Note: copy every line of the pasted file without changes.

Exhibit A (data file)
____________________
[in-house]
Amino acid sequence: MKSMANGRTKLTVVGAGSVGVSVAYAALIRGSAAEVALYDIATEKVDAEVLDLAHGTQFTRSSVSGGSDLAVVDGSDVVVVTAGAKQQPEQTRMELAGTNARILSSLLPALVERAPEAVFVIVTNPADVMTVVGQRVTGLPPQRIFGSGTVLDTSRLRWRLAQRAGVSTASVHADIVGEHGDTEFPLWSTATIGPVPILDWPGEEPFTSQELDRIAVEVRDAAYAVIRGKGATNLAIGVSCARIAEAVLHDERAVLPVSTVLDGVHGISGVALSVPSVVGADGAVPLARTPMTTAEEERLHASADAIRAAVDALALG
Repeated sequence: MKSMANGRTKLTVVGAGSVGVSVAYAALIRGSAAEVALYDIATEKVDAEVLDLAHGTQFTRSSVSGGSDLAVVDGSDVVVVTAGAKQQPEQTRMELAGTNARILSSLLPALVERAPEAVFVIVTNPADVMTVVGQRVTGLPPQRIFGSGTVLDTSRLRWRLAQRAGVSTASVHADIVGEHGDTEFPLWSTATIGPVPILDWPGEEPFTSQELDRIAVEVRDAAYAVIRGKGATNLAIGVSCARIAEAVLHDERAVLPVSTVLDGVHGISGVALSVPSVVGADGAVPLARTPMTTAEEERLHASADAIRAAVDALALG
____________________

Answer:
[in-house]
Amino acid sequence: MKSMANGRTKLTVVGAGSVGVSVAYAALIRGSAAEVALYDIATEKVDAEVLDLAHGTQFTRSSVSGGSDLAVVDGSDVVVVTAGAKQQPEQTRMELAGTNARILSSLLPALVERAPEAVFVIVTNPADVMTVVGQRVTGLPPQRIFGSGTVLDTSRLRWRLAQRAGVSTASVHADIVGEHGDTEFPLWSTATIGPVPILDWPGEEPFTSQELDRIAVEVRDAAYAVIRGKGATNLAIGVSCARIAEAVLHDERAVLPVSTVLDGVHGISGVALSVPSVVGADGAVPLARTPMTTAEEERLHASADAIRAAVDALALG
Repeated sequence: MKSMANGRTKLTVVGAGSVGVSVAYAALIRGSAAEVALYDIATEKVDAEVLDLAHGTQFTRSSVSGGSDLAVVDGSDVVVVTAGAKQQPEQTRMELAGTNARILSSLLPALVERAPEAVFVIVTNPADVMTVVGQRVTGLPPQRIFGSGTVLDTSRLRWRLAQRAGVSTASVHADIVGEHGDTEFPLWSTATIGPVPILDWPGEEPFTSQELDRIAVEVRDAAYAVIRGKGATNLAIGVSCARIAEAVLHDERAVLPVSTVLDGVHGISGVALSVPSVVGADGAVPLARTPMTTAEEERLHASADAIRAAVDALALG